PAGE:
The first major obstacle that any politician who aspires to transform Nigeria in any real sense would encounter and that would immediately hobble rather than enhance their performance pertains to the structure of Nigeria. Ours is a unitary system that disguises as federal.
It is a system that robs Peter to pay Paul, a legacy of the military’s incursion into politics that has over the years deformed and rendered useless the tradition of healthy rivalry among the country’s constituent units and politicians right before independence in 1960, and was to be entrenched by the Constitution of 1963.
But beginning from 1966 under the Aguiyi Ironsi military government that stood in the gap created by the failed putschists of January 1966, the country’s federal structure that was made up of semi-autonomous regions suffered incalculable and so far, irreparable damage. The farther we have travelled as a political entity from that period, the worse it has been to manage Nigeria without the chaos attendant to a failed state.
This structural deformity from the military that was first transferred into the military-midwifed Constitution of 1979 is the obstacle that has been confronted and will be confronted by every Nigerian leader in the post-military era with any slight awareness of what has to be done to right the historic wrong that was introduced into the country’s politics by the military in 1966.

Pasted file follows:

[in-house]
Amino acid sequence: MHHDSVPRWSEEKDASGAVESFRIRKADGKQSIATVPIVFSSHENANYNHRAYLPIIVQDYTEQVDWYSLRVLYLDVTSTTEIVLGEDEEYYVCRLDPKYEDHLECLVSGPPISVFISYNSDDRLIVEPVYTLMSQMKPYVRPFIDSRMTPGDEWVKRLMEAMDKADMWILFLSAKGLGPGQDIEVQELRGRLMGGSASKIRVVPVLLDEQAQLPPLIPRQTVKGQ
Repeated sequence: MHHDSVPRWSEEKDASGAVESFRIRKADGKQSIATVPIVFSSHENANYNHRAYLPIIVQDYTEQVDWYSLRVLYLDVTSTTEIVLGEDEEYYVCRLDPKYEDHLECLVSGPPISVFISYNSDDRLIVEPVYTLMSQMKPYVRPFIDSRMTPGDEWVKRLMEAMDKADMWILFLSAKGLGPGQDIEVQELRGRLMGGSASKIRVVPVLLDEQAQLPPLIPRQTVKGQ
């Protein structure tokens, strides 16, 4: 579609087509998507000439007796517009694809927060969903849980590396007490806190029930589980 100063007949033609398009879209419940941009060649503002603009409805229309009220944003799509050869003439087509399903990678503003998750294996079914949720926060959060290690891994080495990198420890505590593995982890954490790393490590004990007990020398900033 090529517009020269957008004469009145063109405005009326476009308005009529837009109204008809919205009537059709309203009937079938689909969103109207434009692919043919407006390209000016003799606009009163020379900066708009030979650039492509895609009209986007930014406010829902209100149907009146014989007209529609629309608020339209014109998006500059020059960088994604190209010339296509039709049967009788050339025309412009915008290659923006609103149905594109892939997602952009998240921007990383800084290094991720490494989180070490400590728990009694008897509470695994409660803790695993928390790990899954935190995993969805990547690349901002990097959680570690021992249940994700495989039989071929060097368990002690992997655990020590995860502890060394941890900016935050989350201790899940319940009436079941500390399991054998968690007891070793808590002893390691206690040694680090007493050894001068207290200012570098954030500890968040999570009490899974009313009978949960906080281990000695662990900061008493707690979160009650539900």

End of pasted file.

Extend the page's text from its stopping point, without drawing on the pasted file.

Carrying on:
It was a political problem that is today also a constitutional crisis. You can only take charge of and change for good a problem you know exists. Peter Obi’s rhetoric has clearly glossed over this fundamental aspect of the Nigerian crisis and demonstrated no awareness of it, to say nothing of him proffering any solution to it. It is the political elephant or, perhaps more appropriately, the leviathan in the room that Peter Obi and his obedient partisans have failed to acknowledge.
It is the failure or inability to either acknowledge or address the challenges posed by this structural conundrum by past and present leaders that is at the base of the identarian crisis that has frayed the country’s social fabric, tested its political unity and made its transition merely from a state to a nation a perennial challenge.
No past or any other politician of the present times for that matter, including Peter Obi, stands the chance of making any impact on the calloused skin of the country’s divisive nationalisms as long as they choose to ride against the headwinds of this problem. Until Peter Obi is able to offer a road map around and away from the treacherous slopes of this roadblock, his prognosis of the Nigerian crisis will always remain a poetic flight of fancy than a realist take of our political situation.
While Peter Obi’s starry-eyed postulations concerning how Nigeria was railroaded into its present situation would appear to carry the seeds of the solution to the problems of governance he has identified, only a clear and detailed elaboration of HOW we can get out of it should count.
Thus, rather than the WHAT of the situation, it is the HOW (to get out) of it that matters. In other words, what should be of moment is what he has to say in unvarnished truth of how Nigeria can get out of the corner it has been painted into by the incompetence, misgovernance and corruption of some past leaders (all issues that have been accentuated by the structural problem identified above).